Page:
Save Water: A Chinese Innovation in Irrigation

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To say that our lives would be incomplete without water is an understatement. There is no part of a human being’s life that can function without water but in this article, our focus would be on the importance of water for the provision of food. No lunch is complete without water – the water you drink, the water that helped grow the wheat in your sandwich bread, and the water that helped grow the vegetables or meat between the slices.

China has got a chronic and growing water shortage, and on the arid northern plain, where many thirsty crops are grown – the water table is plummeting, down hundreds of feet within living memory. Most of China’s water use goes to agriculture, and much of that water is used inefficiently.

Growing more food with less water will be one of the biggest challenges in the coming era of surging populations and increasing climate disruption. In China, scientists say they’ve developed a new irrigation method that’s twice as efficient as today’s best technology, part of an increasingly urgent effort by researchers around the world to meet the water challenge. This new underground irrigation system helps the plants roots draw only the water they need.

This system is named as ‘trace irrigation,’ by its inventor, Beijing native and businessman Zhu Jun, who has been workingIrrigation-Trace-Irrigation-Inventor-ZhuJun-WIth-Patent-Application on this system for about a decade.

It is said that this system of irrigation cuts down on pests, and fungus and weeds. Plus, a huge amount of water is saved, and the vegetables also taste better.

This system uses PV pipes, buried a foot or even deeper in soil. The pipes get narrower, and narrower, until they’re like thin straws, with something that looks like a tiny showerhead at the end, with little white threads coming out of it. These pipes are buried in the soil – and the plant sucks the moisture it needs from these threads.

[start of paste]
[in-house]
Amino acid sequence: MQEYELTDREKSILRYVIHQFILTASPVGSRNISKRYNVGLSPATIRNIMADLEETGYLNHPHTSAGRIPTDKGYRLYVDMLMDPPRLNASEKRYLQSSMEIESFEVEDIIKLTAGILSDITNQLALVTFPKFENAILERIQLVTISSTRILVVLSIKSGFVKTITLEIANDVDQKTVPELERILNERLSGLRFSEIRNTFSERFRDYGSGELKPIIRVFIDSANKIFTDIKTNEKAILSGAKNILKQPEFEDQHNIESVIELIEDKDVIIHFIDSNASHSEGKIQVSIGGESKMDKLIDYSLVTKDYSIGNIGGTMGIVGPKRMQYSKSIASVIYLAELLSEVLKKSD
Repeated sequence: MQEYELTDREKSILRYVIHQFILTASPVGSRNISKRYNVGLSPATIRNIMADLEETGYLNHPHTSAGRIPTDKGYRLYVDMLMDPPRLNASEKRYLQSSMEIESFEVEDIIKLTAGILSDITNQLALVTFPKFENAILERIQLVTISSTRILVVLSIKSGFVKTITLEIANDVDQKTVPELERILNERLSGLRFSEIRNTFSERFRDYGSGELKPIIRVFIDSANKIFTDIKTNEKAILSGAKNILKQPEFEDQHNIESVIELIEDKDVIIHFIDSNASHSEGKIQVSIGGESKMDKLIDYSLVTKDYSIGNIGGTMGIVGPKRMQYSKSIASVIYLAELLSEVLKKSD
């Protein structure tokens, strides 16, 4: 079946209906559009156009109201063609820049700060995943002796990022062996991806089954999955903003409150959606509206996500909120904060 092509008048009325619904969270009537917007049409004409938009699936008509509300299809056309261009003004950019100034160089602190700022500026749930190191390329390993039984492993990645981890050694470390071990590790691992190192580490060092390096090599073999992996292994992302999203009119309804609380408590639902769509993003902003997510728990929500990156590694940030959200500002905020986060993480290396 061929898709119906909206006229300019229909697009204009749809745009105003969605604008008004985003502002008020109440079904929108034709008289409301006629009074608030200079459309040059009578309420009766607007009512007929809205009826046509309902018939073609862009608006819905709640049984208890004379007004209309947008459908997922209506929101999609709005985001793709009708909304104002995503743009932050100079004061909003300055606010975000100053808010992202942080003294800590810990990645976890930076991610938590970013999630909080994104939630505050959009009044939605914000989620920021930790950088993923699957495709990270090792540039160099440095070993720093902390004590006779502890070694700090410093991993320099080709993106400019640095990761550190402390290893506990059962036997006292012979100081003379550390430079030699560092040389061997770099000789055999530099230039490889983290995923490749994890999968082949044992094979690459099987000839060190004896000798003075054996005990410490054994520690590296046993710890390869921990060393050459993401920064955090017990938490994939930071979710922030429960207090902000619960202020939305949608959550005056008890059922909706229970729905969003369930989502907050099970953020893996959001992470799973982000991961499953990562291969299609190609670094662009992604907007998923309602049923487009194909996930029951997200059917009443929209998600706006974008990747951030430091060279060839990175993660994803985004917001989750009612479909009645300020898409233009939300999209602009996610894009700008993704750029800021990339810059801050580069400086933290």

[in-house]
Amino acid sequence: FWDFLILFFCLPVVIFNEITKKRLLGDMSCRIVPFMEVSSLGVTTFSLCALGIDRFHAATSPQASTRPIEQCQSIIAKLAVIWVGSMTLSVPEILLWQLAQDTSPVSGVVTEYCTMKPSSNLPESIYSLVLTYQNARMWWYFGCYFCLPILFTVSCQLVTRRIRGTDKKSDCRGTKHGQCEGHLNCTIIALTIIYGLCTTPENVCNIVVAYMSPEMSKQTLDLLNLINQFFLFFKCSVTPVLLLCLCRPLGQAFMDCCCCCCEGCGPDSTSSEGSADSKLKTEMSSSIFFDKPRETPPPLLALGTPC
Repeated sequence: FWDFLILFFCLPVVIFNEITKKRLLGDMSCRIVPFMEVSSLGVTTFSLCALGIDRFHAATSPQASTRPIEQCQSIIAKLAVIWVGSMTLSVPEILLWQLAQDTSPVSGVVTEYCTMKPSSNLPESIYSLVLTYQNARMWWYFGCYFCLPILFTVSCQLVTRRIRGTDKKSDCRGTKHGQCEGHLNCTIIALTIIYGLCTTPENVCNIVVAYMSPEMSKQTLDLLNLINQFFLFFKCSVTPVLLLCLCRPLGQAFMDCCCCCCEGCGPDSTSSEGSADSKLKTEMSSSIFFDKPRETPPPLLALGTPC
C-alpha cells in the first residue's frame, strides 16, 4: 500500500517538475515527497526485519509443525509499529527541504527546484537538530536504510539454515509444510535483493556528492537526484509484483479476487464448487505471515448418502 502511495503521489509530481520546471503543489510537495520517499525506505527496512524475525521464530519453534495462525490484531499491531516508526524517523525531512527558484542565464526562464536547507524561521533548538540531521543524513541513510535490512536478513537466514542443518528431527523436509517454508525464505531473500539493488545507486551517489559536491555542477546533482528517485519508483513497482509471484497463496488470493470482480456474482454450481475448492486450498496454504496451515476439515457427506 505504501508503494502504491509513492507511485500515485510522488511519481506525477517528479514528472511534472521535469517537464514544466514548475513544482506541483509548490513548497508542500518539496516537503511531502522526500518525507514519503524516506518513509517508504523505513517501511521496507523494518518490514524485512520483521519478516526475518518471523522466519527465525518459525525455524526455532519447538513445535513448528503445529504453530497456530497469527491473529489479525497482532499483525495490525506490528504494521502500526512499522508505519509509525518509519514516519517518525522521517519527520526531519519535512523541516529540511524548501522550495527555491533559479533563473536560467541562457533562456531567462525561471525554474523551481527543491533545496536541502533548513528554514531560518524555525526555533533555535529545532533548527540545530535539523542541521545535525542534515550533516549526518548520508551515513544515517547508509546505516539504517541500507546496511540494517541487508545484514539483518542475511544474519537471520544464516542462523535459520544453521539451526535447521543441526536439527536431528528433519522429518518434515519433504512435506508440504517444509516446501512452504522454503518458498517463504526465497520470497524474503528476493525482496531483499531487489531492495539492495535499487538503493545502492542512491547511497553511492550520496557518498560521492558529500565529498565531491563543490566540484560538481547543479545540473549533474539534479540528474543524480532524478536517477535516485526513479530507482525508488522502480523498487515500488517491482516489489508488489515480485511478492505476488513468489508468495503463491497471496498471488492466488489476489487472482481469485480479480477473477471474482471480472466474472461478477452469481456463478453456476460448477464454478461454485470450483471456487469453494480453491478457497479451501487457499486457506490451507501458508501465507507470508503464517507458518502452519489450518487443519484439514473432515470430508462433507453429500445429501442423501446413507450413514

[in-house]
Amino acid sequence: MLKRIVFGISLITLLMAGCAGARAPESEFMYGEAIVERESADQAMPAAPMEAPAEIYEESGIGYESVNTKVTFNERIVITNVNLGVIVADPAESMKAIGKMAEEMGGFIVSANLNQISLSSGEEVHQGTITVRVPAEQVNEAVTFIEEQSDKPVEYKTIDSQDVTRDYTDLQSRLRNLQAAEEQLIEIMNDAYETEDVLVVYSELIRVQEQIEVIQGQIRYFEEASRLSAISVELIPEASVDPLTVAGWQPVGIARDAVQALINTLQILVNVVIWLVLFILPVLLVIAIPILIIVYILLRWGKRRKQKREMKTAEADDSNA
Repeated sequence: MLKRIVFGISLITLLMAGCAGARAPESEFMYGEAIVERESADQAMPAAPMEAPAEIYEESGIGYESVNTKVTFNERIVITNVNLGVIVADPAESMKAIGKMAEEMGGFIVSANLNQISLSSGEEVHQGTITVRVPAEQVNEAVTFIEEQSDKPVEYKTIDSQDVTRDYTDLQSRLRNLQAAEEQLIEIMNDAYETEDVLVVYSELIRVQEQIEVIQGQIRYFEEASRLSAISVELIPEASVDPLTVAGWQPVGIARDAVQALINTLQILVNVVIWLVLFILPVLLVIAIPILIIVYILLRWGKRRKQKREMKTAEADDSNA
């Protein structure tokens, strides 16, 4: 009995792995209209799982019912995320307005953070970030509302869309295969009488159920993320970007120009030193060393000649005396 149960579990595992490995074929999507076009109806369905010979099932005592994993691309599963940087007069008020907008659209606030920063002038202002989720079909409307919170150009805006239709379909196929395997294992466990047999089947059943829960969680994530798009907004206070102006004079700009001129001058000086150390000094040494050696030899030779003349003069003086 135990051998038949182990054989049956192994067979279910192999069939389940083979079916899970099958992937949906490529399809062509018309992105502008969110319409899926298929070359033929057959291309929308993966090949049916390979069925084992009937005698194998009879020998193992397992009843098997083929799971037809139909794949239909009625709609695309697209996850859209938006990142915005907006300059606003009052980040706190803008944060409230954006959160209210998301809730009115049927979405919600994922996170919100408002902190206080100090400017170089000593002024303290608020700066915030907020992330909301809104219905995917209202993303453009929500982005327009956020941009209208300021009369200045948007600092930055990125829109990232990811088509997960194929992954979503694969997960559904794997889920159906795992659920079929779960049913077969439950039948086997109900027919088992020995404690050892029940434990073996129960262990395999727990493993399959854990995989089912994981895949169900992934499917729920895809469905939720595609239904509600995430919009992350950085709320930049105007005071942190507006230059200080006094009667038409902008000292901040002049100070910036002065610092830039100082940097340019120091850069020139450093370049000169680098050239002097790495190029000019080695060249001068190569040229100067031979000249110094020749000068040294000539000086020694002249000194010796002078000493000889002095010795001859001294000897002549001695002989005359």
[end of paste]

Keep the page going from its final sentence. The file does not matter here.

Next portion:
Zhu says his system saves 70 or more of the water used in surface irrigation in China, and 30 to 50 percent compared to the alternative system of drip irrigation.

In China, there’s been significant interest in Zhu’s new system. He has already received two patents his China and one in New Zealand and Japan for trace irrigation, and he has applications pending in dozens of other countries, including the United States.

The new technology employed in this system is helping to save half the water, without the need of electrical power and lots of human supervision. Furthermore, this system also leads to a reduction not only in the use of pesticides and fungicides but also in the use of fertilizers. If the ‘trace irrigation’ system is used on a large scale throughout China, that would be good news for China’s lakes and rivers and groundwater, now choked with agricultural runoff.

All in all, this new technology is something that should be employed all around the world in order to not only improve irrigation but also reduce the wastage of water.

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